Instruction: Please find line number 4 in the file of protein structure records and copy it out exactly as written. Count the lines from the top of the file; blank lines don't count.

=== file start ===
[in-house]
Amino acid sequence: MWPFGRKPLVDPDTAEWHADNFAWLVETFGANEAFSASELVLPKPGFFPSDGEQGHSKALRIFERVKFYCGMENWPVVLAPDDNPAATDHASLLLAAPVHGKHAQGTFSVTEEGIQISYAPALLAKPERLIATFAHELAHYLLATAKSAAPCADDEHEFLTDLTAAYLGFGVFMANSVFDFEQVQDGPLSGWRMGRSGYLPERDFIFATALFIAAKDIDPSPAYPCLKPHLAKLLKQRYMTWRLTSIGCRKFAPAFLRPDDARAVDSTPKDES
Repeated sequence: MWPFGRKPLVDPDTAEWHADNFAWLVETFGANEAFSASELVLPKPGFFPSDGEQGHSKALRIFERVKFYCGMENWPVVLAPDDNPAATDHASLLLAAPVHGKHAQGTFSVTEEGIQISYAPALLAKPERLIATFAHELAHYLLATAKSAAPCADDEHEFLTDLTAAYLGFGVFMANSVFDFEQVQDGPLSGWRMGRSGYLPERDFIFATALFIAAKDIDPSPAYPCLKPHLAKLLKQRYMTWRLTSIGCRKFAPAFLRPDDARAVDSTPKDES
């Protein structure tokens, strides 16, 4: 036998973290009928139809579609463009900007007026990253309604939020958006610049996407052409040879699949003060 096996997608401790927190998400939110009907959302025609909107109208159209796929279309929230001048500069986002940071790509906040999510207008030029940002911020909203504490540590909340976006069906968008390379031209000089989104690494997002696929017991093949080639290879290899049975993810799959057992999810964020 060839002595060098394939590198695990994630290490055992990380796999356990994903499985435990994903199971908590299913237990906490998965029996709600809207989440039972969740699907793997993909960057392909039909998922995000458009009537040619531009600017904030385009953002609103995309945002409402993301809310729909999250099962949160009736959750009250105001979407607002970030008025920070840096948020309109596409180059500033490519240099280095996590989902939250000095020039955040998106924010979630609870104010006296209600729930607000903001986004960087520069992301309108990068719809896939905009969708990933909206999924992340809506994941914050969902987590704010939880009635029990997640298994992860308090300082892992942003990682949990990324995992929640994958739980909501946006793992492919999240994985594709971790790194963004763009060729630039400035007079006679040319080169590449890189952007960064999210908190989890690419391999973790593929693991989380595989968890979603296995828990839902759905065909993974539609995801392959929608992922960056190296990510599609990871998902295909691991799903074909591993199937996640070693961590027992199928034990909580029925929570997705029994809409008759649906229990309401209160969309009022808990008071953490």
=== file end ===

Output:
């Protein structure tokens, strides 16, 4: 036998973290009928139809579609463009900007007026990253309604939020958006610049996407052409040879699949003060 096996997608401790927190998400939110009907959302025609909107109208159209796929279309929230001048500069986002940071790509906040999510207008030029940002911020909203504490540590909340976006069906968008390379031209000089989104690494997002696929017991093949080639290879290899049975993810799959057992999810964020 060839002595060098394939590198695990994630290490055992990380796999356990994903499985435990994903199971908590299913237990906490998965029996709600809207989440039972969740699907793997993909960057392909039909998922995000458009009537040619531009600017904030385009953002609103995309945002409402993301809310729909999250099962949160009736959750009250105001979407607002970030008025920070840096948020309109596409180059500033490519240099280095996590989902939250000095020039955040998106924010979630609870104010006296209600729930607000903001986004960087520069992301309108990068719809896939905009969708990933909206999924992340809506994941914050969902987590704010939880009635029990997640298994992860308090300082892992942003990682949990990324995992929640994958739980909501946006793992492919999240994985594709971790790194963004763009060729630039400035007079006679040319080169590449890189952007960064999210908190989890690419391999973790593929693991989380595989968890979603296995828990839902759905065909993974539609995801392959929608992922960056190296990510599609990871998902295909691991799903074909591993199937996640070693961590027992199928034990909580029925929570997705029994809409008759649906229990309401209160969309009022808990008071953490």